2  
What stops your fellow programmers from putting the "huge amount of code" outside the braces? Or remove them because they seem to be unnecessary? I would try adding a comment Please don't replace this throw with a return. That doesn't work!. –  Bo Persson Mar 19 '13 at 17:46
1  
@CharlesLWilcox: By the way, I think in your sample usage code, you cannot use an anonymous object for the ExceptionTriggeredLog instance. I might be wrong but doesn't your object gets destroyed at the same line it was created? By the way, I think wrapping the above version in macros needs more care (because of the braces involved) and still more code for the macros. –  yzt Mar 27 '13 at 5:30
1  
@CharlesLWilcox: (Thanks for the correct vernacular, by the way!) All in all, I guess the difference and preference between these two approaches come down to coding style, case-by-case requirements and personal taste. There aren't any substantial advantages or disadvantages to either approach as far as I can see. And thanks for the discussion. –  yzt Mar 27 '13 at 14:58
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1 Answer

I have no comment on your method, but it seems interesting! I have another way that might also work for what you want, and might be a little more general-purpose. It requires lambdas from C++11 though, which might or might not be an issue in your case.

It's a simple function template that accepts a lambda, runs it and catches, logs and rethrows all exceptions:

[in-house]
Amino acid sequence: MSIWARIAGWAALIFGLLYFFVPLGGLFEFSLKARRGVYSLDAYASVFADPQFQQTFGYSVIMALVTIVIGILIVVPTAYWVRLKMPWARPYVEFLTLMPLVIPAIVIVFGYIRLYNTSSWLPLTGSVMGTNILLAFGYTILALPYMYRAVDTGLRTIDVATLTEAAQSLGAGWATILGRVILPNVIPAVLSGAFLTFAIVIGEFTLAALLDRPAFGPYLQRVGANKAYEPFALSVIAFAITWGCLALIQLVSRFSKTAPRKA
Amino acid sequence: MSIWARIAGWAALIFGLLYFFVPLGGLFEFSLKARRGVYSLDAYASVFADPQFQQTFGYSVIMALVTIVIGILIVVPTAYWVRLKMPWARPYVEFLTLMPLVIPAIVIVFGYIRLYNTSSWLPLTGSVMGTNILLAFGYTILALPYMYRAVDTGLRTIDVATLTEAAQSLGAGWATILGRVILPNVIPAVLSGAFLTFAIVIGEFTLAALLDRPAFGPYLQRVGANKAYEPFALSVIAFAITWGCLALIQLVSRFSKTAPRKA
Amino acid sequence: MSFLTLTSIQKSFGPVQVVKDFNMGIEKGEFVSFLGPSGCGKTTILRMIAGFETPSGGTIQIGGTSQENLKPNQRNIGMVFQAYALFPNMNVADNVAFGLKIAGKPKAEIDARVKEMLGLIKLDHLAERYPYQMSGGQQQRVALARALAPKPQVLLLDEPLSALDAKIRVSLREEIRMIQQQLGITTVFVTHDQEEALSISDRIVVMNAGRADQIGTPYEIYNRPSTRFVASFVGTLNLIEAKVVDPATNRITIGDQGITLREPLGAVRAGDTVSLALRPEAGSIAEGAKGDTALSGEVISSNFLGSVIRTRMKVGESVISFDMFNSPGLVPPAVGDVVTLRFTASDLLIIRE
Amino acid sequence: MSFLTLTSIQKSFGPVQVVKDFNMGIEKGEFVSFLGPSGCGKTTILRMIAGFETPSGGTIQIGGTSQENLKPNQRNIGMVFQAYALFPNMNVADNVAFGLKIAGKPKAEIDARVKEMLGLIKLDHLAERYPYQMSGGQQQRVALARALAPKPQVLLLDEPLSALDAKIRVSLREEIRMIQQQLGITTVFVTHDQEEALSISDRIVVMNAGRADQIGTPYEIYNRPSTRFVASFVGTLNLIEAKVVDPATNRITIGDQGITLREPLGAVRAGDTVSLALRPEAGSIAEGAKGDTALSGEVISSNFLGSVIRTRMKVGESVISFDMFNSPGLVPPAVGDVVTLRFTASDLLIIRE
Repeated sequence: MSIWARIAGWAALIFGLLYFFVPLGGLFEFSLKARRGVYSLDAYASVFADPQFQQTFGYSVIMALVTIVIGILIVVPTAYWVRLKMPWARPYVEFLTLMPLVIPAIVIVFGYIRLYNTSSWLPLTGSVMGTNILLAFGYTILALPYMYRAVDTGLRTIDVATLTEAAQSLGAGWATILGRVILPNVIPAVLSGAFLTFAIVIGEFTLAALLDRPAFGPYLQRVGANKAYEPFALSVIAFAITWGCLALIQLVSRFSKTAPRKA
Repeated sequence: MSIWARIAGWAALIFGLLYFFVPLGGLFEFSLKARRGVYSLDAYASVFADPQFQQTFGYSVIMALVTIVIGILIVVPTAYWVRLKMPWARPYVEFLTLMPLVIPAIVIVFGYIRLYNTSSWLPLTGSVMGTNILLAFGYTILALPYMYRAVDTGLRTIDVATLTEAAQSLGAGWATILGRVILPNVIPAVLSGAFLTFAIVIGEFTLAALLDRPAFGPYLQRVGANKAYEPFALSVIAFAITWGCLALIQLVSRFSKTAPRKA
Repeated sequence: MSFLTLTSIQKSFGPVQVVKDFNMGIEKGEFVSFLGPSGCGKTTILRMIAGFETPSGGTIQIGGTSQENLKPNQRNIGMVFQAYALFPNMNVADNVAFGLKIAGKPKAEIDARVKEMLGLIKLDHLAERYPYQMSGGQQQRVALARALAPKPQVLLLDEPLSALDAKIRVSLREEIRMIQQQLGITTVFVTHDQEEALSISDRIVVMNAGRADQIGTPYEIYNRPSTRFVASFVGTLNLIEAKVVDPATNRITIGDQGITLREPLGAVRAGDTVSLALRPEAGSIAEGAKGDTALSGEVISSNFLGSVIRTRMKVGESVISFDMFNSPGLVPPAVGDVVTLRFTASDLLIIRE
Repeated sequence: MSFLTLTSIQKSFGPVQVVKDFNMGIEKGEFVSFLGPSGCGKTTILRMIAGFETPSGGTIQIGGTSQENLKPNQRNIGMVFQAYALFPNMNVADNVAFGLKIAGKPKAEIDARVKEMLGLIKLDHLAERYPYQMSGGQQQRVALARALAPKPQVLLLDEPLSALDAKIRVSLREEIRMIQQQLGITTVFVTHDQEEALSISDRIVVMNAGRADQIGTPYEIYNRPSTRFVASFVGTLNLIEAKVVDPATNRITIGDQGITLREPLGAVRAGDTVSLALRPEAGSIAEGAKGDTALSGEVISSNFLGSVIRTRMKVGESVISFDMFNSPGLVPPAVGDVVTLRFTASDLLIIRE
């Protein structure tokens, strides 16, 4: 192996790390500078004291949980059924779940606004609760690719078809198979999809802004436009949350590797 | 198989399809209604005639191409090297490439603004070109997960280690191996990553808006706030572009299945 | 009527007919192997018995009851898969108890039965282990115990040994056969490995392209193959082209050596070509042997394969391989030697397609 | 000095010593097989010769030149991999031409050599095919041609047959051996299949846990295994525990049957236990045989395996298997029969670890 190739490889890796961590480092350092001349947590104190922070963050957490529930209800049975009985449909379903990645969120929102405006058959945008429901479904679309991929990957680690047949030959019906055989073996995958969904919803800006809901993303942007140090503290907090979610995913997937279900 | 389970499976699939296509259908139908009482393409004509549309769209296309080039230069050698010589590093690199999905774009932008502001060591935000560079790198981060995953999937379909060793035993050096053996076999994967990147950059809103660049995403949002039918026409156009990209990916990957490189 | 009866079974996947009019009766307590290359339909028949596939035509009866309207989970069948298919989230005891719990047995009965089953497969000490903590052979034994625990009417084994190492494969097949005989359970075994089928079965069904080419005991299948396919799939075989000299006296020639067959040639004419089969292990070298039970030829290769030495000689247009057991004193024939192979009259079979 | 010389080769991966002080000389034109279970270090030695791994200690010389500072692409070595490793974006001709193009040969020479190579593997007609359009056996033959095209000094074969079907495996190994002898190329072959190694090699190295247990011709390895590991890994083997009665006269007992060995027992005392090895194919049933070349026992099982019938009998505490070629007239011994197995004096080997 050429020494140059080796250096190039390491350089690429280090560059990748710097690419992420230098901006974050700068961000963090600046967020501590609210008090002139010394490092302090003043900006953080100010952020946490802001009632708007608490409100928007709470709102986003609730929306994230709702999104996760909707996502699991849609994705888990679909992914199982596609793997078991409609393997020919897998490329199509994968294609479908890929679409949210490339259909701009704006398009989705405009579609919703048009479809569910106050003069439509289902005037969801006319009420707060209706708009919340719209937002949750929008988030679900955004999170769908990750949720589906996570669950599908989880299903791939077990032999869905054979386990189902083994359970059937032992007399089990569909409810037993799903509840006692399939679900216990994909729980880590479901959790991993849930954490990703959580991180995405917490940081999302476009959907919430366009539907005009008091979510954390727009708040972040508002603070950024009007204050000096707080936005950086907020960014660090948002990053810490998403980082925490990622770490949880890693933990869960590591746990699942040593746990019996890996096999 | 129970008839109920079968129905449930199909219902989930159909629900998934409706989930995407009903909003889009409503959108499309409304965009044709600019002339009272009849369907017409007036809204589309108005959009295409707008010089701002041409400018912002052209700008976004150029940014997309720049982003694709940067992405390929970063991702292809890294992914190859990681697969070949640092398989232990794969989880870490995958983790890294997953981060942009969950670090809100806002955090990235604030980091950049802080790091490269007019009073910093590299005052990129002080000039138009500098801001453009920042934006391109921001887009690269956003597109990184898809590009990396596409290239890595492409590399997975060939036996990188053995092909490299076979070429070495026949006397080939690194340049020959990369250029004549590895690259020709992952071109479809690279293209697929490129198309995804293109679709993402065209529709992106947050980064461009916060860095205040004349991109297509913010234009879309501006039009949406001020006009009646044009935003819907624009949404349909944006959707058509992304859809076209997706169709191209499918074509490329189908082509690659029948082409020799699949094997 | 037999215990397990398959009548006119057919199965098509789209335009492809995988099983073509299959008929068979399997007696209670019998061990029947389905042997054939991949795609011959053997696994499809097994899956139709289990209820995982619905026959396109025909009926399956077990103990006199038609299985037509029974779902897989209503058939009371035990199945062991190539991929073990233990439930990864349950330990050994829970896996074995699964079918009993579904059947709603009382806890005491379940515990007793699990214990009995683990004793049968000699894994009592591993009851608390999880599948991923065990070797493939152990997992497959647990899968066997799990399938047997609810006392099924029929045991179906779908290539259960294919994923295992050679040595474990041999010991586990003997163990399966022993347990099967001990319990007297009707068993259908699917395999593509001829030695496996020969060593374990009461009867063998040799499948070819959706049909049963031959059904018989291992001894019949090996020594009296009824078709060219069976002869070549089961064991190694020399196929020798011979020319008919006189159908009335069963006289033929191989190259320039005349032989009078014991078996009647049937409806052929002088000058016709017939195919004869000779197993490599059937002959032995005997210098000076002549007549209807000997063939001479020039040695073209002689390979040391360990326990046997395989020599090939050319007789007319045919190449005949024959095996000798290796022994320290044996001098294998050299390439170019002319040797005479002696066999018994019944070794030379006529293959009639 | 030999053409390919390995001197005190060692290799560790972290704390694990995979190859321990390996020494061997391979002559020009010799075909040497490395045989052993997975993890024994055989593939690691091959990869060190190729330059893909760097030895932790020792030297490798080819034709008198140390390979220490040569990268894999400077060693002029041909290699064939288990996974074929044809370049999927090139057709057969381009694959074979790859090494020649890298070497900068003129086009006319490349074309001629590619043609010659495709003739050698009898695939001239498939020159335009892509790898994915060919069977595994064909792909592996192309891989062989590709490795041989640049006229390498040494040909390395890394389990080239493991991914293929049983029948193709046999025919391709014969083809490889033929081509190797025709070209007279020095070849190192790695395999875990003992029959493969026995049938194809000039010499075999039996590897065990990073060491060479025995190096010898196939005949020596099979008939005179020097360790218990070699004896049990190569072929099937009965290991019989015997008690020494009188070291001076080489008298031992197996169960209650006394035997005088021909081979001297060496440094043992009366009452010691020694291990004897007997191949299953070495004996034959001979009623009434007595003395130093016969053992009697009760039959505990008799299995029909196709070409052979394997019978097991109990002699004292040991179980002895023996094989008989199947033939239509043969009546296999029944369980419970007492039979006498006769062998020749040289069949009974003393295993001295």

template <typename F>
void try_and_log (char const * log_message, F code_block)
{
    try {
        code_block ();
    } catch (...) {
        log (log_message);
        throw;
    }
}

The way you use it (in the simplest case) is like this:

try_and_log ("An exception was thrown here...", [&] {
    this_is_the_code ();
    you_want_executed ();
    and_its_exceptions_logged ();
});

As I said before, I don't know how it stacks against your own solution. Note that the lambda is capturing everything from its enclosing scope, which is quite convenient. Also note that I haven't actually tried this, so compile errors, logical problems and/or nuclear wars may result from this.

The problem I see here is that it is not easy to wrap this into a macro, and expecting your colleagues to write the [=] { and } parts correctly and all the time might be too much!

For wrapping and idiot-proofing purposes, you'll probably need two macros: a TRY_AND_LOG_BEGIN to emit the first line till the opening brace for the lambda and an TRY_AND_LOG_END to emit the closing brace and parenthesis. Like so:

#define TRY_AND_LOG_BEGIN(message)  try_and_log (message, [&] {
#define TRY_AND_LOG_END()           })

And you use them like this:

TRY_AND_LOG_BEGIN ("Exception happened!")  // No semicolons here!
    whatever_code_you_want ();
TRY_AND_LOG_END ();

Which is - depending on your perspective - is either a net gain or a net loss! (I personally prefer the straightforward function call and lambda syntax, which gives me more control and transparency.

Also, it is possible to write the log message at the end of the code block; just switch the two parameters of the try_and_log function.

share|improve this answer
    
I'm unsure the MACROS add any value compared to the raw try_and_log; in both cases another coder could easily add new statements. Compared to my original 'former_function' example, this hides the underlying try/catch(...){log("bad stuff");throw;} so that the re-throw is unaltered, and the catch(...) is not copy-pasted into other locations in the code, code that shouldn't be catching all exceptions. –  Charles L Wilcox Mar 27 '13 at 14:27